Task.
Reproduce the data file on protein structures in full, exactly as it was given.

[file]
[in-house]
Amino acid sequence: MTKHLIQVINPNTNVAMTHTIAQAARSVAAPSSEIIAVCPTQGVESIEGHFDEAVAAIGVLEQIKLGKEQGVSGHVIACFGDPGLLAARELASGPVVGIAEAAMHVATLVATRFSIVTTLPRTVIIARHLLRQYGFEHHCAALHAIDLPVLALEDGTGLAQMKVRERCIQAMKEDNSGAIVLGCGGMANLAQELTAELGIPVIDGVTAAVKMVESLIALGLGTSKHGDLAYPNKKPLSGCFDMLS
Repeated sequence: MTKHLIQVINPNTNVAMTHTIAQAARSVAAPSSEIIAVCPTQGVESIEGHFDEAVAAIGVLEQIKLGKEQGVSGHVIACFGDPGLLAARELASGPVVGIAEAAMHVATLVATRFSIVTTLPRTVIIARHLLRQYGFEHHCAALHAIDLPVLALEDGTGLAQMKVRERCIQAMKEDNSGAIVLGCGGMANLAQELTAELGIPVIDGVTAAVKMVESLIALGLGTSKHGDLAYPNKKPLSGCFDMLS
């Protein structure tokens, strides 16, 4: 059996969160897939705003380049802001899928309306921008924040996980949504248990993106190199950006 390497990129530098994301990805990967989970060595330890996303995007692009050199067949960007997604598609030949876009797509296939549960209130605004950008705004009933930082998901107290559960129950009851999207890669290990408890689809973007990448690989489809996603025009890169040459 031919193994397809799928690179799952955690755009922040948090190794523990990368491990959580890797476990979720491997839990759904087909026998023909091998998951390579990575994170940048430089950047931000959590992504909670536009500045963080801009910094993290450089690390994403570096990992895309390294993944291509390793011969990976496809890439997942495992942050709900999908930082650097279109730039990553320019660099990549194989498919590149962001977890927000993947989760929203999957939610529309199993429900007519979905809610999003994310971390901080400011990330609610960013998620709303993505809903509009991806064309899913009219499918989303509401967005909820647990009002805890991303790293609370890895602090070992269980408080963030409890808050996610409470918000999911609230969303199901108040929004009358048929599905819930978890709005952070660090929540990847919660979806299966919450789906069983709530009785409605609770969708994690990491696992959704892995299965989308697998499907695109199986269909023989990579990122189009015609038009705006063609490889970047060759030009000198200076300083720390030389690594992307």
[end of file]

[in-house]
Amino acid sequence: MTKHLIQVINPNTNVAMTHTIAQAARSVAAPSSEIIAVCPTQGVESIEGHFDEAVAAIGVLEQIKLGKEQGVSGHVIACFGDPGLLAARELASGPVVGIAEAAMHVATLVATRFSIVTTLPRTVIIARHLLRQYGFEHHCAALHAIDLPVLALEDGTGLAQMKVRERCIQAMKEDNSGAIVLGCGGMANLAQELTAELGIPVIDGVTAAVKMVESLIALGLGTSKHGDLAYPNKKPLSGCFDMLS
Repeated sequence: MTKHLIQVINPNTNVAMTHTIAQAARSVAAPSSEIIAVCPTQGVESIEGHFDEAVAAIGVLEQIKLGKEQGVSGHVIACFGDPGLLAARELASGPVVGIAEAAMHVATLVATRFSIVTTLPRTVIIARHLLRQYGFEHHCAALHAIDLPVLALEDGTGLAQMKVRERCIQAMKEDNSGAIVLGCGGMANLAQELTAELGIPVIDGVTAAVKMVESLIALGLGTSKHGDLAYPNKKPLSGCFDMLS
């Protein structure tokens, strides 16, 4: 059996969160897939705003380049802001899928309306921008924040996980949504248990993106190199950006 390497990129530098994301990805990967989970060595330890996303995007692009050199067949960007997604598609030949876009797509296939549960209130605004950008705004009933930082998901107290559960129950009851999207890669290990408890689809973007990448690989489809996603025009890169040459 031919193994397809799928690179799952955690755009922040948090190794523990990368491990959580890797476990979720491997839990759904087909026998023909091998998951390579990575994170940048430089950047931000959590992504909670536009500045963080801009910094993290450089690390994403570096990992895309390294993944291509390793011969990976496809890439997942495992942050709900999908930082650097279109730039990553320019660099990549194989498919590149962001977890927000993947989760929203999957939610529309199993429900007519979905809610999003994310971390901080400011990330609610960013998620709303993505809903509009991806064309899913009219499918989303509401967005909820647990009002805890991303790293609370890895602090070992269980408080963030409890808050996610409470918000999911609230969303199901108040929004009358048929599905819930978890709005952070660090929540990847919660979806299966919450789906069983709530009785409605609770969708994690990491696992959704892995299965989308697998499907695109199986269909023989990579990122189009015609038009705006063609490889970047060759030009000198200076300083720390030389690594992307």